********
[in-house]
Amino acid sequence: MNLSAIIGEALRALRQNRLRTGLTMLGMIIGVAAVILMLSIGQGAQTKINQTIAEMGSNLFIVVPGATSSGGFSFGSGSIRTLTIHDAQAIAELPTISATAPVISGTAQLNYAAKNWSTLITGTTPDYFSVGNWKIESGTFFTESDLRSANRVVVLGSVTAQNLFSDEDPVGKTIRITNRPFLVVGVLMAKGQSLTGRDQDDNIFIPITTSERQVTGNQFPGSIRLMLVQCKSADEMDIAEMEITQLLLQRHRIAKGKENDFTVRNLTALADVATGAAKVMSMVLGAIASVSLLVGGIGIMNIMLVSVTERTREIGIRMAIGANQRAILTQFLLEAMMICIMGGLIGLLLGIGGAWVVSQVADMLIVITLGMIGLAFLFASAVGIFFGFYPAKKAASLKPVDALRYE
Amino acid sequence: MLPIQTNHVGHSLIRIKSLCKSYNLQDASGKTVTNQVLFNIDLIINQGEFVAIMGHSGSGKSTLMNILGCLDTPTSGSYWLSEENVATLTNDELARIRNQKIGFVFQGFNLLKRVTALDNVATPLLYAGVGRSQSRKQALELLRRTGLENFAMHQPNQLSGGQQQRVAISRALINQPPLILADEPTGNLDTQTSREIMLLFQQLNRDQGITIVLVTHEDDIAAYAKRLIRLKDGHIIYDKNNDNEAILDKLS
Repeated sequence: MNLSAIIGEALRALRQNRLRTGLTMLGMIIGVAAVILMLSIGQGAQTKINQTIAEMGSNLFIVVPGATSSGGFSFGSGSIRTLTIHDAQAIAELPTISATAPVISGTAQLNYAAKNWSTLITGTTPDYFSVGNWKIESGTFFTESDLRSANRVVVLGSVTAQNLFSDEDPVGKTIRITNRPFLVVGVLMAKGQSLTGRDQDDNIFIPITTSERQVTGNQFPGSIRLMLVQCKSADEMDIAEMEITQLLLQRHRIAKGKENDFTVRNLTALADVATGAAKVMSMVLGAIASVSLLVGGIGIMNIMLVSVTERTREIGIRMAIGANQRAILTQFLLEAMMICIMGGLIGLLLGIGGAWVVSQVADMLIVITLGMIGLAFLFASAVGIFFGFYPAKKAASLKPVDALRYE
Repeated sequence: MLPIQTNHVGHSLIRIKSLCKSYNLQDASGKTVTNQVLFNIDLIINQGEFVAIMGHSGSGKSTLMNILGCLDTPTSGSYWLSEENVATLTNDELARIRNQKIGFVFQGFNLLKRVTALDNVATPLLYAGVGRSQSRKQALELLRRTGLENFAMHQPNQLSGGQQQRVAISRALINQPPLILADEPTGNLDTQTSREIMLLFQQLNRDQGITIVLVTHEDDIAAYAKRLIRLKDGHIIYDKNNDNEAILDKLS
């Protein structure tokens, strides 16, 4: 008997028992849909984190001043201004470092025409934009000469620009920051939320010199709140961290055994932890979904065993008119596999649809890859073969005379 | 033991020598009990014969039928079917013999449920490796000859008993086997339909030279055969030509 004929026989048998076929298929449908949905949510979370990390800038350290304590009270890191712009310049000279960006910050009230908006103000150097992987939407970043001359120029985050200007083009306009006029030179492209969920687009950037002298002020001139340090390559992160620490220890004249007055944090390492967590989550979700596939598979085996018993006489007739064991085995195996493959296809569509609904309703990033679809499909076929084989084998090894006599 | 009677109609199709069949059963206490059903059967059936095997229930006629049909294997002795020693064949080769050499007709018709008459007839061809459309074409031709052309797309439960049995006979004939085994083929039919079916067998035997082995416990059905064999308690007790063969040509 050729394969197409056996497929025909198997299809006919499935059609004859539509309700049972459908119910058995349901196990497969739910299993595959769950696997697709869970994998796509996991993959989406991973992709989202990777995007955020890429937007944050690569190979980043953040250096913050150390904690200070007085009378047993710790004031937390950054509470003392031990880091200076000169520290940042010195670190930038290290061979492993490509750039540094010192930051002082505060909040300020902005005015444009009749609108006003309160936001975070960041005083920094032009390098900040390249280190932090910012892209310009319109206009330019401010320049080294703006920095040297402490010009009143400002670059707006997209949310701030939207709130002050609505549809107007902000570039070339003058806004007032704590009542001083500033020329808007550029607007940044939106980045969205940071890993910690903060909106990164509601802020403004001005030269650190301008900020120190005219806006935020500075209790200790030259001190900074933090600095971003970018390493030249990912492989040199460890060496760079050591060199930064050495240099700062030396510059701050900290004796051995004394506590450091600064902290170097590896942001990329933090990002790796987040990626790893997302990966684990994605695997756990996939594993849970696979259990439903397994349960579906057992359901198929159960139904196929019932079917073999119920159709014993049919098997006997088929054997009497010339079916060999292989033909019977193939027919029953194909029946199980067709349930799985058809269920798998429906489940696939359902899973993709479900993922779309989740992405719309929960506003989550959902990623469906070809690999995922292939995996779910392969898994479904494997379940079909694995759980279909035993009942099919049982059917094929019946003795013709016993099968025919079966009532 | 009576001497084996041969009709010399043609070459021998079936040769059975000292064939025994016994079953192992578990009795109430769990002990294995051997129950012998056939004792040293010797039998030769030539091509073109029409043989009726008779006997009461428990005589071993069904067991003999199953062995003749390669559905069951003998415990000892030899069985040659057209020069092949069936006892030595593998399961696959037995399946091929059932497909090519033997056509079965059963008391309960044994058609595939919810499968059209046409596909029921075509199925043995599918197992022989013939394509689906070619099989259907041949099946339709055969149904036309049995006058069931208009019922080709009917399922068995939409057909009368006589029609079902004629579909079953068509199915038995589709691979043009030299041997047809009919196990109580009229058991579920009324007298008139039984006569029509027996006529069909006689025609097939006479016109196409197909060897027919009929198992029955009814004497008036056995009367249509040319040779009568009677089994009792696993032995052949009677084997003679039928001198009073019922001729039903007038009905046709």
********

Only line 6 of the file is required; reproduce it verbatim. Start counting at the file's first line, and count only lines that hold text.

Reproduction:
């Protein structure tokens, strides 16, 4: 008997028992849909984190001043201004470092025409934009000469620009920051939320010199709140961290055994932890979904065993008119596999649809890859073969005379 | 033991020598009990014969039928079917013999449920490796000859008993086997339909030279055969030509 004929026989048998076929298929449908949905949510979370990390800038350290304590009270890191712009310049000279960006910050009230908006103000150097992987939407970043001359120029985050200007083009306009006029030179492209969920687009950037002298002020001139340090390559992160620490220890004249007055944090390492967590989550979700596939598979085996018993006489007739064991085995195996493959296809569509609904309703990033679809499909076929084989084998090894006599 | 009677109609199709069949059963206490059903059967059936095997229930006629049909294997002795020693064949080769050499007709018709008459007839061809459309074409031709052309797309439960049995006979004939085994083929039919079916067998035997082995416990059905064999308690007790063969040509 050729394969197409056996497929025909198997299809006919499935059609004859539509309700049972459908119910058995349901196990497969739910299993595959769950696997697709869970994998796509996991993959989406991973992709989202990777995007955020890429937007944050690569190979980043953040250096913050150390904690200070007085009378047993710790004031937390950054509470003392031990880091200076000169520290940042010195670190930038290290061979492993490509750039540094010192930051002082505060909040300020902005005015444009009749609108006003309160936001975070960041005083920094032009390098900040390249280190932090910012892209310009319109206009330019401010320049080294703006920095040297402490010009009143400002670059707006997209949310701030939207709130002050609505549809107007902000570039070339003058806004007032704590009542001083500033020329808007550029607007940044939106980045969205940071890993910690903060909106990164509601802020403004001005030269650190301008900020120190005219806006935020500075209790200790030259001190900074933090600095971003970018390493030249990912492989040199460890060496760079050591060199930064050495240099700062030396510059701050900290004796051995004394506590450091600064902290170097590896942001990329933090990002790796987040990626790893997302990966684990994605695997756990996939594993849970696979259990439903397994349960579906057992359901198929159960139904196929019932079917073999119920159709014993049919098997006997088929054997009497010339079916060999292989033909019977193939027919029953194909029946199980067709349930799985058809269920798998429906489940696939359902899973993709479900993922779309989740992405719309929960506003989550959902990623469906070809690999995922292939995996779910392969898994479904494997379940079909694995759980279909035993009942099919049982059917094929019946003795013709016993099968025919079966009532 | 009576001497084996041969009709010399043609070459021998079936040769059975000292064939025994016994079953192992578990009795109430769990002990294995051997129950012998056939004792040293010797039998030769030539091509073109029409043989009726008779006997009461428990005589071993069904067991003999199953062995003749390669559905069951003998415990000892030899069985040659057209020069092949069936006892030595593998399961696959037995399946091929059932497909090519033997056509079965059963008391309960044994058609595939919810499968059209046409596909029921075509199925043995599918197992022989013939394509689906070619099989259907041949099946339709055969149904036309049995006058069931208009019922080709009917399922068995939409057909009368006589029609079902004629579909079953068509199915038995589709691979043009030299041997047809009919196990109580009229058991579920009324007298008139039984006569029509027996006529069909006689025609097939006479016109196409197909060897027919009929198992029955009814004497008036056995009367249509040319040779009568009677089994009792696993032995052949009677084997003679039928001198009073019922001729039903007038009905046709």